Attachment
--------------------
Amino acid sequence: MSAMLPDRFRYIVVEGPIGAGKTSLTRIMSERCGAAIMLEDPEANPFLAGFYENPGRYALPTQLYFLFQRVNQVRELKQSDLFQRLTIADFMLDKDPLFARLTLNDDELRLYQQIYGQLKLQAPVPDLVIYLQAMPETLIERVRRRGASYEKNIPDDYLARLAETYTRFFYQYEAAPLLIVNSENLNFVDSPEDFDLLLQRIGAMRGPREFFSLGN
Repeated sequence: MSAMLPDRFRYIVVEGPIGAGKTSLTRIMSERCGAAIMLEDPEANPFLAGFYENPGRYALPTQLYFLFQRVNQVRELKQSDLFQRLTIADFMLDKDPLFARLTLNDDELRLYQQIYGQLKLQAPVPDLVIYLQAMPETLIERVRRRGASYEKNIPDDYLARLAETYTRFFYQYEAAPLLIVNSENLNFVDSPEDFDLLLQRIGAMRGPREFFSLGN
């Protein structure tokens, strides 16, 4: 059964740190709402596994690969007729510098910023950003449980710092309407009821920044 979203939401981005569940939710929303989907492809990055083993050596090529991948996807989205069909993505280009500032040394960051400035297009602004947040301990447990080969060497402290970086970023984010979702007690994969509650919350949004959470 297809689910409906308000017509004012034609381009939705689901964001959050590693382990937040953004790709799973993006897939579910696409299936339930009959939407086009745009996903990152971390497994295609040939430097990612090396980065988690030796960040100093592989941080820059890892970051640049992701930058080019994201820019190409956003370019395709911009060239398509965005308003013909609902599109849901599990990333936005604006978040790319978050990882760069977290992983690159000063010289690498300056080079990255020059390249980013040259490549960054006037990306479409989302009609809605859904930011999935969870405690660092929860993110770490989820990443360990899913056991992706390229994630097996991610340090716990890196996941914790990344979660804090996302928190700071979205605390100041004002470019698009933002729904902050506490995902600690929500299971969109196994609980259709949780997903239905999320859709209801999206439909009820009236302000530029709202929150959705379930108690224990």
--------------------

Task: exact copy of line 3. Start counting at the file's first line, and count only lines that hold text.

């Protein structure tokens, strides 16, 4: 059964740190709402596994690969007729510098910023950003449980710092309407009821920044 979203939401981005569940939710929303989907492809990055083993050596090529991948996807989205069909993505280009500032040394960051400035297009602004947040301990447990080969060497402290970086970023984010979702007690994969509650919350949004959470 297809689910409906308000017509004012034609381009939705689901964001959050590693382990937040953004790709799973993006897939579910696409299936339930009959939407086009745009996903990152971390497994295609040939430097990612090396980065988690030796960040100093592989941080820059890892970051640049992701930058080019994201820019190409956003370019395709911009060239398509965005308003013909609902599109849901599990990333936005604006978040790319978050990882760069977290992983690159000063010289690498300056080079990255020059390249980013040259490549960054006037990306479409989302009609809605859904930011999935969870405690660092929860993110770490989820990443360990899913056991992706390229994630097996991610340090716990890196996941914790990344979660804090996302928190700071979205605390100041004002470019698009933002729904902050506490995902600690929500299971969109196994609980259709949780997903239905999320859709209801999206439909009820009236302000530029709202929150959705379930108690224990």